Said Vancouver East MP Jenny Kwan: “Chinatown as we know will disappear if we do not get the support from all levels of government.”
Kwan wrote Finance Minister and Deputy Prime Minister Chrystia Freeland in July 2020, calling for a lifeline for the National Historic Site in the form of federal emergency funding.
In comparison, federally-owned Granville Island received $17 million in emergency relief in 2020, with another $22 million earmarked in the 2021 budget.
She told Global News she received no response.  “I’d like to ask the government what is the difference between Granville Island and Chinatown. Are we less important?”
Global News put the question to Freeland, but she did not offer a clear answer, and instead used the opportunity to praise the federal wage and rent subsidies.
'We’ve really reached a tipping point’: Scarred by COVID, Chinatown leaders want city to remember its commitment

'We’ve really reached a tipping point’: Scarred by COVID, Chinatown leaders want city to remember its commitment

Said Vancouver East MP Jenny Kwan: “Chinatown as we know will disappear if we do not get the support from all levels of government.” Kwan wrote Finance Minister and Deputy Prime Minister Chrystia Freeland in July 2020, calling for a lifeline for the National Historic Site in the form of federal emergency funding.

In comparison, federally-owned Granville Island received $17 million in emergency relief in 2020, with another $22 million earmarked in the 2021 budget.

She told Global News she received no response. “I’d like to ask the government what is the difference between Granville Island and Chinatown. Are we less important?”

Global News put the question to Freeland, but she did not offer a clear answer, and instead used the opportunity to praise the federal wage and rent subsidies.

OPEN LETTER to BC Minister of Health and Vancouver Coastal Health Chair

OPEN LETTER to BC Minister of Health and Vancouver Coastal Health Chair

It is wonderful that some of the seniors may be able to book an appointment with the help of family, friends, or support workers; sadly, there are those who unfortunately do not have access to such a support network I have heard from some of the elderly seniors in Vancouver East who are concerned that they will have difficulty in registering for the vaccine due to language barriers.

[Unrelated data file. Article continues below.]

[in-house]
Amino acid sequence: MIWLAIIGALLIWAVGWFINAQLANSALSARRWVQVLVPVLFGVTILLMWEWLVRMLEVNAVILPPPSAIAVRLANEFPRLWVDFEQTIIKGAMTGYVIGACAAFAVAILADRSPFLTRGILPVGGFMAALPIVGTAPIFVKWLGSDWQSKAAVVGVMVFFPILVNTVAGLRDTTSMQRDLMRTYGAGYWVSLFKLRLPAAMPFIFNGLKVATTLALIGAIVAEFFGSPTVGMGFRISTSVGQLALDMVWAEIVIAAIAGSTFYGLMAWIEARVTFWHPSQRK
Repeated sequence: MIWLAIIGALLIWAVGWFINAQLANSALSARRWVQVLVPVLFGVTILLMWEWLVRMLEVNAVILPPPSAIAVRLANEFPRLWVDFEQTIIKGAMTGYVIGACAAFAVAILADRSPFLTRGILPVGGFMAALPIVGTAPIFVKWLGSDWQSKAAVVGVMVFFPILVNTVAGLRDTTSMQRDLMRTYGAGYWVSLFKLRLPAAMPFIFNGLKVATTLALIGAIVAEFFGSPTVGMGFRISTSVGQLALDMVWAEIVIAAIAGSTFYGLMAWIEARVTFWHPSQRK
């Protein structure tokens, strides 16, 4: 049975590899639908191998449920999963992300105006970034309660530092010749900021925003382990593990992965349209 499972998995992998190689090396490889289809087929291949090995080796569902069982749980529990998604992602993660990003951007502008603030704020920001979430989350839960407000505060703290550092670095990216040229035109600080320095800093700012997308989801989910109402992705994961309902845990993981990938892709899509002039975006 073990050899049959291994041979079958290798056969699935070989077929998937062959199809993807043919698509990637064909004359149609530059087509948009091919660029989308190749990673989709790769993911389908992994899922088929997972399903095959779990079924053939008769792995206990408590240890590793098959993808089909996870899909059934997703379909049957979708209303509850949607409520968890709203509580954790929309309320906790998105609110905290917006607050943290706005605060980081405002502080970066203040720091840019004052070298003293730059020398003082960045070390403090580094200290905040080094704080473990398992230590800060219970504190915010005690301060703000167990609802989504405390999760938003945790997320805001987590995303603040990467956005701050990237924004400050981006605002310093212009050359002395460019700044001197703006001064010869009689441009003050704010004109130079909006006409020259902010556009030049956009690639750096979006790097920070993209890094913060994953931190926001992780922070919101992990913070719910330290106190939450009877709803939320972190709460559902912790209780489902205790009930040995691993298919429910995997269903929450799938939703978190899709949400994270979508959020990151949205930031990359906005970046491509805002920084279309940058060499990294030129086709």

To help facilitate access to this potentially life-saving immunization for vulnerable people, especially for the elderly where language and mobility is an issue, I would like to offer two suggestions for your consideration.

JOINT OPEN LETTER - MP Kwan, MLA Mark and Mayor Kennedy joint letter to the federal housing minister addressing Vancuver homelessness crisis

JOINT OPEN LETTER - MP Kwan, MLA Mark and Mayor Kennedy joint letter to the federal housing minister addressing Vancuver homelessness crisis

We have been facing a homelessness crisis in Vancouver for many years. The number of people experiencing homelessness in Vancouver more than tripled from 2002 to 2017. Since then, substantial investments in housing from the Province and the City have managed to stop those runaway increases, but the situation remains a crisis, especially with the added pressures of COVID-19. According to the preliminary data report from the 2020 homeless count in Metro Vancouver, 2,095 individuals were identified as homeless in the City of Vancouver, with 547 individuals completely unsheltered, and 105 people residing in emergency response shelters who would otherwise be unsheltered.
As your government has recognized in your Reaching Home strategy, homelessness has devastating impacts on the individuals experiencing homelessness, as well as the economic and social well-being of communities. And, like your government, we are committed to helping those who are homeless and share your belief that one homeless Canadian is one too many. However, it must be recognized the existing timeline and resources under the National Housing Strategy are deficient in meeting the urgent housing and homelessness crisis in our community.
Furthermore, in the midst of a global pandemic, the first public health directive issued by all levels of governments – and by governments worldwide – was for people to stay home, stay distanced, and practice aggressive hygiene measures. This is impossible for people who are homeless.

OPEN LETTER to housing minister on cost-sharing plan with BC provincial and municipal government urgently needed to address homelessness crisis

OPEN LETTER to housing minister on cost-sharing plan with BC provincial and municipal government urgently needed to address homelessness crisis

The homelessness crisis is not only an affront to human rights, but also poses an enormous national public health risk. This puts the individuals and the communities they live in at risk. Despite the undisputable importance of housing, I am deeply concerned that your government’s National Housing Strategy (NHS) is woefully inadequate.
Based on the response to my order paper question submitted February 4th, 2020, it seems the largest component of the NHS, the National Housing Co-investment Fund (NHCF), has fallen short of expectations. I was shocked to learn that only 23 of 432 of submissions have finalized funding agreements. Even more troubling was the lack of funding outside of Ontario. Among these applications, over 50% of the finalized agreements were from Ontario and over 91% of the $1.47 billion in these agreements went to a single application in the City of Toronto.
Only 2 applications were finalized in British Columbia, which represents 0.05% of these funds. To say the least, this fails to recognize the housing crisis that has impacted Vancouver and communities in my riding particularly hard.